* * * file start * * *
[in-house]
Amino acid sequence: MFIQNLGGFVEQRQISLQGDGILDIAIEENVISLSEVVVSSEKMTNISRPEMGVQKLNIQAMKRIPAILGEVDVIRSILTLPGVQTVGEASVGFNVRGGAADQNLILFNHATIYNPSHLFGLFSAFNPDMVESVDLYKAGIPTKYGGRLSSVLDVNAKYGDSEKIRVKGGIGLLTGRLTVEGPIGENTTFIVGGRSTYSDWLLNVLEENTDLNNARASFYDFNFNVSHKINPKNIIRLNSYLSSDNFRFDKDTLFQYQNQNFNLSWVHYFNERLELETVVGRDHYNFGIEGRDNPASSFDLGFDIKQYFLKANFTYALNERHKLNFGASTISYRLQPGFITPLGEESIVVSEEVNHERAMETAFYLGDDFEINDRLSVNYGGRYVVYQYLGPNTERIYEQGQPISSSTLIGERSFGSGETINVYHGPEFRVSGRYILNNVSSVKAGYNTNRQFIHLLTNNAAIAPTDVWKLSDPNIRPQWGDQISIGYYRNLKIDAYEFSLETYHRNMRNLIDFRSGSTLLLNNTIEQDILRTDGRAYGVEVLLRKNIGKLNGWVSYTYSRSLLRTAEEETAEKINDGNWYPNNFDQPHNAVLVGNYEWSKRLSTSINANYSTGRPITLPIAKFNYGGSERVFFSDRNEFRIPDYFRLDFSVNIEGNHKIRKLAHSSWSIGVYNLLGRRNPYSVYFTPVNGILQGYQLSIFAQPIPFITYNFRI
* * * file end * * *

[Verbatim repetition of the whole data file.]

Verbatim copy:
[in-house]
Amino acid sequence: MFIQNLGGFVEQRQISLQGDGILDIAIEENVISLSEVVVSSEKMTNISRPEMGVQKLNIQAMKRIPAILGEVDVIRSILTLPGVQTVGEASVGFNVRGGAADQNLILFNHATIYNPSHLFGLFSAFNPDMVESVDLYKAGIPTKYGGRLSSVLDVNAKYGDSEKIRVKGGIGLLTGRLTVEGPIGENTTFIVGGRSTYSDWLLNVLEENTDLNNARASFYDFNFNVSHKINPKNIIRLNSYLSSDNFRFDKDTLFQYQNQNFNLSWVHYFNERLELETVVGRDHYNFGIEGRDNPASSFDLGFDIKQYFLKANFTYALNERHKLNFGASTISYRLQPGFITPLGEESIVVSEEVNHERAMETAFYLGDDFEINDRLSVNYGGRYVVYQYLGPNTERIYEQGQPISSSTLIGERSFGSGETINVYHGPEFRVSGRYILNNVSSVKAGYNTNRQFIHLLTNNAAIAPTDVWKLSDPNIRPQWGDQISIGYYRNLKIDAYEFSLETYHRNMRNLIDFRSGSTLLLNNTIEQDILRTDGRAYGVEVLLRKNIGKLNGWVSYTYSRSLLRTAEEETAEKINDGNWYPNNFDQPHNAVLVGNYEWSKRLSTSINANYSTGRPITLPIAKFNYGGSERVFFSDRNEFRIPDYFRLDFSVNIEGNHKIRKLAHSSWSIGVYNLLGRRNPYSVYFTPVNGILQGYQLSIFAQPIPFITYNFRI